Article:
Crimea Freezes US-Russia Military Relationship


Russia's invasion of Ukraine and annexation of Crimea has halted the military-to-military programs the U.S. has established with its former Cold War enemy and put the future of this improved relationship at risk.

Since the end of the Cold War, the U.S. and Russia have established numerous ground, naval and air exercises.

"They were quite numerous, up to 50 [military-to-military] events per year at some points. Some small, some large," said Dmitry Gorenburg of the strategic studies division of the CNA Corp., a non-profit think tank.

Pentagon Press Secretary Navy Rear Adm. John Kirby said on March 3 that the DoD valued the military-to-military relationship with Russia, which is designed to increase transparency, build understanding and reduce the risk of military miscalculation.

But it would not be business as usual until the Ukraine crisis is resolved, according to Kirby. It's unclear when that will happen as Russia has given no sign it plans to remove troops from Crimea.

Among the larger exercises whose futures are uncertain are FRUKUS – a naval exercise that includes France, Russia, Britain and the U.S. The four countries' ships take part in search and rescue and humanitarian relief exercises as well as roundtable naval strategy discussions.

Atlas Vision, a U.S-Russian brigade-level ground exercise at the Joint Multinational Training Command facilities in Grafenwoehr, Germany is also at risk. This exercise is designed to promote military interoperability in areas where the two countries share interests to include peacekeeping, crisis-response, and illegal weapons trafficking, U.S. Army officials said.

In the air, American and Russian pilots and aircrews held the third Vigilant Eagle Exercise in 2013 with members of the North American Aerospace Defense Command and the Russian Federation Air Force training to respond to aircraft hijackings.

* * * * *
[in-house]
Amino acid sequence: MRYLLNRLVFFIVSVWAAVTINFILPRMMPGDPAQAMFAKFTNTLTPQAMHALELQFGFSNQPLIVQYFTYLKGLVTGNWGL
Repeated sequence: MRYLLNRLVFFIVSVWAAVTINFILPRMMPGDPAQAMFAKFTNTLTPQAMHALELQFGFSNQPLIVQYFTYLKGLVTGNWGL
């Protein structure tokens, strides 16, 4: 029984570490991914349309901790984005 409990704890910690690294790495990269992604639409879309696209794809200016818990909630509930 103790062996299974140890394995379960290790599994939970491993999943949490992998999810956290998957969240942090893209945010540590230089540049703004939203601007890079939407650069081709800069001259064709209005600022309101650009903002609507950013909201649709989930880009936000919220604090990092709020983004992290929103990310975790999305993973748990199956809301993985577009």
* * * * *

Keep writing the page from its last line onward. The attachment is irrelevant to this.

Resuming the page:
This isn't the first time these exercises have been put on hold. In 2008, when Russia sent troops into the South Ossetia region of Georgia, the U.S. pulled the plug on all U.S.-Russian military-to-military programs.

After the brief Russia-Georgia war over South Ossetia in 2008, U.S.-Russian military exercises and conferences resumed in 2009.

In addition to military exercises, U.S. and Russia's military leaders have established programs to build deeper cooperation. These also have been stopped.

Last year, U.S. and Russian senior officers held talks on Afghanistan and Pakistan, according to the State Department, which has listed a number of such programs going back to 2010. Others included American participation in a nuclear security exercise at the Abramovo Counter Terrorism Training Center in Russia – itself a follow-up to Crimson Rider, a program hosted by the U.S. in 2011.

High level meetings have also been held between the U.S. and Russian navies to discuss the U.S. pivot to Asia, operations in the Arctic, non-commissioned officer development and more.

In 2012 Russian and American soldiers trained together in mountaineering, marksmanship, parachute jumps, communications and medical evacuations at Fort Carson, Colo.

U.S. officials often cite the personal relationships that are established during these exercises and meetings with their Russian counterparts. However, Gorenburg cautioned that those relationships rarely influence diplomatic decisions.

"I think there is some benefit at the operational level in terms of people getting used to working together and having some familiarity with each other," he said. "But I'm not sure it has much of an impact on political dialogue and diplomacy, as the tone for those is set by the politicians and senior military officials, rather than the people participating on the ground."

-- Bryant Jordan can be reach at

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